The Prime Minister wants to bring tax cuts forward. What does that mean?
Scott Morrison will attempt to bring tax cuts for small businesses forward by five years – here’s how it would work.
Last year, the federal government unveiled a plan to reduce the company tax rate for companies with turnover of less than $50 million to 27.5 percent.
You can read about this here.
The plan then was the gradually reduce the rate to 25 percent over the course of several years.
But Scott Morrison has unveiled a plan to reduce the rate to 25 percent sooner rather than later should the legislation pass — it’s anticipated the 25 percent rate would kick in during 2021, instead of 2026.
The government says cutting the rate to 25 percent sooner would provide an extra $7500-$12,500 per year for a company with a profit of $500,000.
What’s more, Morrison has flagged a move to also bring forward tax discounts for unincorporated small companies on a similar timeframe.
So, what does this mean to you today?
Well, nothing so far.
The changes haven’t been put to parliament in the form of legislation – at the moment it’s an intention rather than a policy change.
If the changes are enacted, your MYOB software will be updated automatically to account for the change.
Previously, opposition leader Bill Shorten said he would oppose the cuts to businesses with more than $10 million in turnover – citing the cost to the government’s bottom line of the reduced revenue and skepticism over whether cuts would flow through to workers.
He’s since walked back on this position, and this week Labor announced it would support the acceleration of the cuts, giving the move bi-partisan support.
Why is this happening?
This is happening for two main reasons (other than the assumed reason that the government thinks it’s a good idea).
- The government failed to get bigger company tax cuts through the senate
- There’s an election next year
The government has tried, on several occasions now, to pass tax cuts for bigger businesses – but has found stiff opposition in the senate.
So the government has formally walked away from trying to pass bigger business tax cuts, and thinks stimulating the economy through company tax cuts will be more palatable if it does so through smaller businesses.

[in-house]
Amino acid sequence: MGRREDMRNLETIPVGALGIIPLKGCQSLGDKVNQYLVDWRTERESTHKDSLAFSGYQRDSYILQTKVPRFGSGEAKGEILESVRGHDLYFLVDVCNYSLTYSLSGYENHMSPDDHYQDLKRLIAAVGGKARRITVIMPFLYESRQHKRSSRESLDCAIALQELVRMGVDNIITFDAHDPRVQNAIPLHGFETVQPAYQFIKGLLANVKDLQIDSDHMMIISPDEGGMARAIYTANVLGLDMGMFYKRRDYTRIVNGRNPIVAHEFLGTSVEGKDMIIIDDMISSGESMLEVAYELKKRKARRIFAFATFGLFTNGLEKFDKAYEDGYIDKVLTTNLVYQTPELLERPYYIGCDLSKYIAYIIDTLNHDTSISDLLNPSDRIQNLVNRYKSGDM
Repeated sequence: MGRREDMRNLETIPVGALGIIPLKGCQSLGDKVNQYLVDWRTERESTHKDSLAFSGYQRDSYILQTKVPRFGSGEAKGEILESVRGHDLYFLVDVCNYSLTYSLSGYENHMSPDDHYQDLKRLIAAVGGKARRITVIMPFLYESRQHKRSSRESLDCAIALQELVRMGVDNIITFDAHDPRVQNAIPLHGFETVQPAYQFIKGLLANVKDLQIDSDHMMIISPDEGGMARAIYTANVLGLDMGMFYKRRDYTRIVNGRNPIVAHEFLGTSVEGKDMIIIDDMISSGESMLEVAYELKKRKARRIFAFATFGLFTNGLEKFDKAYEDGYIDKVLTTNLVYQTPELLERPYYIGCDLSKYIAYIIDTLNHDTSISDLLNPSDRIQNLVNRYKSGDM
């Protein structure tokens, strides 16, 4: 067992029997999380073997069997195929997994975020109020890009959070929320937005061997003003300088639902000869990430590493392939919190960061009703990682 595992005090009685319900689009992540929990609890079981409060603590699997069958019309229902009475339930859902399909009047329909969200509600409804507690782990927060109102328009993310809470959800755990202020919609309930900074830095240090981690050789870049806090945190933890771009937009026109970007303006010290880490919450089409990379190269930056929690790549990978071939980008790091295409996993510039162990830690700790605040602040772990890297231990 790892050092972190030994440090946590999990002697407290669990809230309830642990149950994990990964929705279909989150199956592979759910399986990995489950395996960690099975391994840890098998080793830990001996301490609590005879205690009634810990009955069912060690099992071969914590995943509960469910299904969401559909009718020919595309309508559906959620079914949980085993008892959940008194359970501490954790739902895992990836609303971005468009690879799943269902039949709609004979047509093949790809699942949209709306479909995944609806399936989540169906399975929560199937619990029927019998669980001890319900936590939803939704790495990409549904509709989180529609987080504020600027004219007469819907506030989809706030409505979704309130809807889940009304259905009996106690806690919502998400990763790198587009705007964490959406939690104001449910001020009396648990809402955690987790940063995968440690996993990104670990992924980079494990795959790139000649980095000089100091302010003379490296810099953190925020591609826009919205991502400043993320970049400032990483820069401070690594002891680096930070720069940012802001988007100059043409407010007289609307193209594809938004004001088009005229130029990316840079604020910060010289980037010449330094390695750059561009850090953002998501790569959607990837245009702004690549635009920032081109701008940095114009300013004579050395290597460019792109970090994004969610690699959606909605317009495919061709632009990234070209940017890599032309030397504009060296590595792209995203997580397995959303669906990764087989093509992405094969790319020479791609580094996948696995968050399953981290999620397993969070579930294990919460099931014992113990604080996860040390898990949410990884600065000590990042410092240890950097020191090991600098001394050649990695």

That’s important, because there’s an election coming up next year, and small businesses not only make up the vast majority of enterprises in Australia, but they employ a lot of people.
So the government sees making small business happy as a popular move.
Do tax cuts work?
This is a point of contention among economists and politicians.
One economic theory holds that if a company has more money to play with, it will hire more staff, invest in new equipment, and generally put the money back into the business.
This creates what’s known as a ‘multiplier effect’, where the tax cut means the government gets less money from company tax, but more money from things like payroll tax and a cut of the goods and services bought in the community.
You may also have heard of this referred to as ‘trickle-down economics’.
Not everybody agrees that the theory plays out as intended in real life.
KPMG, which helped the government design the broader suite of tax cuts last year, said it would likely not play out like that.
“What we’re likely to see happen is that many small business owners will end up accruing that extra income as a dividend, and it becoming personal income,” KPMG’s chief economist, Brendan Rynne, told The Pulse last year.
That’s still a good thing for the economy – because the small business owner will need to spend that somewhere in the economy – unless they quite literally stash the extra money under a mattress.
Getting small business owners an opportunity to accrue a dividend is also important, because MYOB research has found, consistently, that small business owners don’t invest in themselves.
For example, in September 2016 we found that a third of small business owners weren’t paying themselves superannuation.
Whatever happens next, it’s becoming more clear that taxes continues to be a hot-button issue that will continue to be debated fiercely in the lead up to next year’s federal election.